Impostor Syndrome, a term first used by clinical psychologists Pauline Clance and Suzanne Imes in 1978, describes a psychological behavioral pattern in which people persistently believe they are unworthy of success and that they are frauds who have managed to deceive those around them, despite all evidence to the contrary. It affects both men and women, and while Impostor Syndrome isn’t considered a disorder, it can have a significant negative impact on the lives of those who experience it.
Wonder if you have it? Does any of this sound familiar?
If you do, you’re convinced that your accomplishments are merely luck.
Or even better, you’re convinced that your Impostor Syndrome is fake!
You have difficulty acknowledging any sort of personal growth or progress.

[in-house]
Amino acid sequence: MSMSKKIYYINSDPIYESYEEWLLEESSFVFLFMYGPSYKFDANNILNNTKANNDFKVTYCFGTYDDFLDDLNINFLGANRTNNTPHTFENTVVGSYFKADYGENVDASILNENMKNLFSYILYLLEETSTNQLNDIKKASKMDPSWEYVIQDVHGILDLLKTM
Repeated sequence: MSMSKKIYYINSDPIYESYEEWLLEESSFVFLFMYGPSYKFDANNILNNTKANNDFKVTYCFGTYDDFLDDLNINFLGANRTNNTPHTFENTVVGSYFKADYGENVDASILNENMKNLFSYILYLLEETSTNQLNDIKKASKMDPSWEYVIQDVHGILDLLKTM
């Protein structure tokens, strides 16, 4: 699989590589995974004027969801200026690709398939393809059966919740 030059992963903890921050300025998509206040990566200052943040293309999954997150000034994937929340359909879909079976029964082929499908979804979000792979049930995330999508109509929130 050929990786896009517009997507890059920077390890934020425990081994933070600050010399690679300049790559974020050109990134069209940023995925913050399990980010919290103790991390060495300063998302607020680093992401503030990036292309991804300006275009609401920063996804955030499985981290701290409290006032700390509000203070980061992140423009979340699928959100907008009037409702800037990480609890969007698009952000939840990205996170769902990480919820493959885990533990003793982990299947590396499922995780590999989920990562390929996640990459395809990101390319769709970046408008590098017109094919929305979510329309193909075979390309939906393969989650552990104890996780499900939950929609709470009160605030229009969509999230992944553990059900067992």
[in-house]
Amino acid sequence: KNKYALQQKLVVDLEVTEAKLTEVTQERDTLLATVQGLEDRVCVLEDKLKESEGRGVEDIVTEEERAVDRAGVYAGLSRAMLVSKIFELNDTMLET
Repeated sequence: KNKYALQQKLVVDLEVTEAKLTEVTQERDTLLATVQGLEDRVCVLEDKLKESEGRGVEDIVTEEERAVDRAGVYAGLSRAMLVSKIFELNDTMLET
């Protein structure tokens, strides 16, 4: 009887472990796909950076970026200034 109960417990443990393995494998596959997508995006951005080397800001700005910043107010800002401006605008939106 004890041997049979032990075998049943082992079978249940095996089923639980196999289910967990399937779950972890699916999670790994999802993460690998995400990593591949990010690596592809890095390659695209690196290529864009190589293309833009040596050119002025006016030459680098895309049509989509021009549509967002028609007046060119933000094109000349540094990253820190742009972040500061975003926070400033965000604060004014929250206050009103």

Creatives often feel like total impostors who will be found out at any moment.
No matter what field you’re in, or what stage of life, you think you should know what you’re doing and judge yourself harshly when it turns out that you don’t.
You question your intelligence.
You may suffer great anxiety.
You won’t even believe your friends and loved ones when they compliment you, which probably frustrates them.
But here’s the thing: your thinking is distorted. There’s something called the Dunning-Kruger effect which causes people to rate their cognitive abilities as higher than they actually are. Impostor Syndrome is the opposite of that. No matter how great your abilities, you perceive them as lower than they are.
Even the incredibly talented and successful author Neil Gaiman has experienced Impostor Syndrome. He had an enlightening encounter with astronaut Neil Armstrong, who, to Gaiman’s surprise, also felt that way.
One thing to remember about feeling like an impostor is that pretty much everyone does, at some point. You are not alone.
Accept yourself, just as you are.
Because Impostor Syndrome is real, but it doesn’t have to defeat you.